If my knees get sore, is my saddle too high or too low?

Bike Boomer

Regular
Location
Michigan
A while back I read somewhere if you experience sore knees from riding that you need to adjust the seat height. At least I believe I read it somewhere. So I am wondering if the seat might be too low or too high. I have not been putting much mileage on my bike, just in and around the small town that I live in, but yesterday I rode for about 8 to 10 miles (sorry I don't know the conversion to metrics) and my knees were getting sore. It was kind of cold out (about 24 degrees with the wind chill ~ sorry again about metrics). I rested on a bench for about 10 mins and drank some water. After that I was fine the rest of the way back home which was about 2 more miles.
 

Shut Up Legs

Down Under Member
Most likely the saddle is a bit low, and so your knees are under more stress due to being bent more while pedaling. There are various bike fitting techniques, but one commonly used is to put the saddle at just the right height so that when
  • pedal is fully down (i.e. the "6 o'clock" position) and
  • foot is centred on the pedal,
  • your knee is only slightly bent.
In other words, with your leg at its fullest extension, your knee should only be slightly bent (e.g. about 10° ?).
 

Sharky

Guru
Location
Kent
24 degrees? That must below freezing? Cold is an enemy of knees, so could be the cause.

Also as above posts, a too low saddle, coupled with riding a high gear, but usually these cause knee problems over continued use. If you were out for only 10 miles, not sure if you would get the knee problems that quickly, unless it's a follow on from previous days riding. I sometimes suffer from knee problems from all of the above reasons. I find just "soft peddling " for a while, seems to give me recovery time and the pain eases.

Hope your knees recover
Keith
 
OP
Bike Boomer

Bike Boomer

Regular
Location
Michigan
24 degrees? That must below freezing? Cold is an enemy of knees, so could be the cause.

Also as above posts, a too low saddle, coupled with riding a high gear, but usually these cause knee problems over continued use. If you were out for only 10 miles, not sure if you would get the knee problems that quickly, unless it's a follow on from previous days riding. I sometimes suffer from knee problems from all of the above reasons. I find just "soft peddling " for a while, seems to give me recovery time and the pain eases.

Hope your knees recover
Keith
Thanks Keith. It was cold and I think I will try light peddling next time I experience it. Tomorrow I am going to check the height using Victor's method.
 

cyberknight

As long as I breathe, I attack.
If its cold enough for sleeves its cold enough for knees is what I remember.
It could well be the cold or saddle height,was the pain at the front or the back of the knee?
Front=low
Back=high
Or could just be the cold,pushing to hard.
 

Rob3rt

Man or Moose!
Location
Manchester
It could be nothing to do with your saddle height or naturally selected cadence. There are many things that can cause knee pain. Try the above, if it persists, see someone who can look at you while you cycle and make an educated comment (a sports therapist, physio or bike fitter with a suitable background - i.e. a sports injury or physiotherapy background, not a shop monkey with a Retul rig)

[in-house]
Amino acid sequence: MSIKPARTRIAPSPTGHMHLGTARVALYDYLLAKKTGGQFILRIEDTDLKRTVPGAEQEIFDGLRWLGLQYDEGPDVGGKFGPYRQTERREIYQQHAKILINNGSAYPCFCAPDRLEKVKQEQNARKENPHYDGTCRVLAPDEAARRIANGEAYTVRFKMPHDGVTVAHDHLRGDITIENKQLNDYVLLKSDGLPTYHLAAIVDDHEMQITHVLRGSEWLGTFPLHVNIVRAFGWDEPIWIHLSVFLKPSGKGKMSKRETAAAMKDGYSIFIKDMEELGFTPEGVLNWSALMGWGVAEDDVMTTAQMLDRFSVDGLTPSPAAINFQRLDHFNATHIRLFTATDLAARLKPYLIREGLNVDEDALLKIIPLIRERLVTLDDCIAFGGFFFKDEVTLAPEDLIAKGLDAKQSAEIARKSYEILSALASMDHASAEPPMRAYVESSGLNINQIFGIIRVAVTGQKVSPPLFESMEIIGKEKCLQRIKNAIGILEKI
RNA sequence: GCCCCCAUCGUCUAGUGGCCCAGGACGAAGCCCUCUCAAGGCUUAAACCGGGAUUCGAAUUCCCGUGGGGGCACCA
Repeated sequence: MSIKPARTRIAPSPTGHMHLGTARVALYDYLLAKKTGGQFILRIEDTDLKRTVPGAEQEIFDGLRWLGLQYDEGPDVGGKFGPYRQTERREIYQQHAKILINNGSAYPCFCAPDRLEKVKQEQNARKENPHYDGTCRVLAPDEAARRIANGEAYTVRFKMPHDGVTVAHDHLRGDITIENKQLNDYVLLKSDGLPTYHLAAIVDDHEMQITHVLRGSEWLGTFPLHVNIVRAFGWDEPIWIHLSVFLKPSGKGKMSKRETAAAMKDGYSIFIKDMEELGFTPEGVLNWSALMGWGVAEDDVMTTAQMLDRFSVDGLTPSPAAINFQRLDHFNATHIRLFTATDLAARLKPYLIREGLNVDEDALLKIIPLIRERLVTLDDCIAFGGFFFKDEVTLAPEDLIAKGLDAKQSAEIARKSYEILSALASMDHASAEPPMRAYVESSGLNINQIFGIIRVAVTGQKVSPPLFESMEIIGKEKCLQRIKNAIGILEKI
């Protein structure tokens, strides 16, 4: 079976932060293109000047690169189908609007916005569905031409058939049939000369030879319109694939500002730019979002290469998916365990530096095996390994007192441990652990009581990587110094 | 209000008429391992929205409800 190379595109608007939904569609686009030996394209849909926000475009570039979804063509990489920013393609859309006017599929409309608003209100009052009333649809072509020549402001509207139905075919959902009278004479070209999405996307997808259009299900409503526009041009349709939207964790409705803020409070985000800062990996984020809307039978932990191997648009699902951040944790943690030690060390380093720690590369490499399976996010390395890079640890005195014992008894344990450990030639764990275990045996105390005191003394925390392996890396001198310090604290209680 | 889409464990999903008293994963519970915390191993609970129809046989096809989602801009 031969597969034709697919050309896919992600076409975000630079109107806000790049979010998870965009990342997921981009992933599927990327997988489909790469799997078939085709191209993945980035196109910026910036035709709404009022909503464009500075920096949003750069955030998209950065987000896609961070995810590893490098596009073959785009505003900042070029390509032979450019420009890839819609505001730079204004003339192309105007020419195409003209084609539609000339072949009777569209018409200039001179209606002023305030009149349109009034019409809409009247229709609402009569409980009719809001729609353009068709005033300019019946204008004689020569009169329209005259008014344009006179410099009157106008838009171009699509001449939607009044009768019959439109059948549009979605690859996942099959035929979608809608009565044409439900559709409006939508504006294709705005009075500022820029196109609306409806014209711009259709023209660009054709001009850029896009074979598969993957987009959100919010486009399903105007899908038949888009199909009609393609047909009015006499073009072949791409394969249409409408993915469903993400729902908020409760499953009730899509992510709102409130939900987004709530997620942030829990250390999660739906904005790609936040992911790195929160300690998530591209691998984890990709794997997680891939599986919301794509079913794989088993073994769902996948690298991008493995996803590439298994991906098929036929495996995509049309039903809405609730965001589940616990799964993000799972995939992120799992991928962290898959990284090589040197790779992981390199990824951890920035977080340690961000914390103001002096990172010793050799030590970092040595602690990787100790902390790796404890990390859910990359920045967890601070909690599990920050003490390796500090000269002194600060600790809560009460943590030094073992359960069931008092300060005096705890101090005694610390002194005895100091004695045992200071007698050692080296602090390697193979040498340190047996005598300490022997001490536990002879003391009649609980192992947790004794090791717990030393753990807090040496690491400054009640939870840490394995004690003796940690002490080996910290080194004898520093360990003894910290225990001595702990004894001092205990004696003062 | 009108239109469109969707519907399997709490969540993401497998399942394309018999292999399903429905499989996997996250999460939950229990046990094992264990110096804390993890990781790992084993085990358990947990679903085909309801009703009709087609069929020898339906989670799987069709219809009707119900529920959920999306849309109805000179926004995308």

OP
Bike Boomer

Bike Boomer

Regular
Location
Michigan
If its cold enough for sleeves its cold enough for knees is what I remember.

Front=low
Back=high
Or could just be the cold,pushing to hard.
I think it did have a lot to do with the cold. I did a check today and if anything I think I have a little less than 10 degrees on my knee bend when I am on the saddle with the peddle in the 6:00 o'clock position.
 
OP
Bike Boomer

Bike Boomer

Regular
Location
Michigan
Do you push a low gear?, struggling along instead of spinning ?
That'd cause sore knees, if so, try a higher cadence. It takes a tremendous amount of stress off the knees.
I think I might have been struggling a bit. Today I tried to be conscientious with higher cadence and it was quite mild today as well and I did not have any knee pain.
 
OP
Bike Boomer

Bike Boomer

Regular
Location
Michigan
It could be nothing to do with your saddle height or naturally selected cadence. or bike fitter with a suitable background - i.e. a sports injury or physiotherapy background, not a shop monkey with a Retul rig)
I like that advice. If I get the opportunity I will ask.
 

Levo-Lon

Guru
Cleat position caused me a bit of knee pain,I had them too straight, so I used the sit on a table and dangle your legs to see where your feet point..slight turn in of the heal or toe out in car terms and hey presto ..
this weather I Always wear leg warmers..cold joints and muscles= pain..
 

Spinney

Bimbleur extraordinaire
Location
Under the Edge
I think it did have a lot to do with the cold. I did a check today and if anything I think I have a little less than 10 degrees on my knee bend when I am on the saddle with the peddle in the 6:00 o'clock position.
A slightly easier way of assessing this is to adjust your saddle so that with your heel on the pedal your leg is completely straight with the pedal at 6 o'clock. This will give you about the right amount of knee bend when you cycle with the ball of your foot on the pedal.
 
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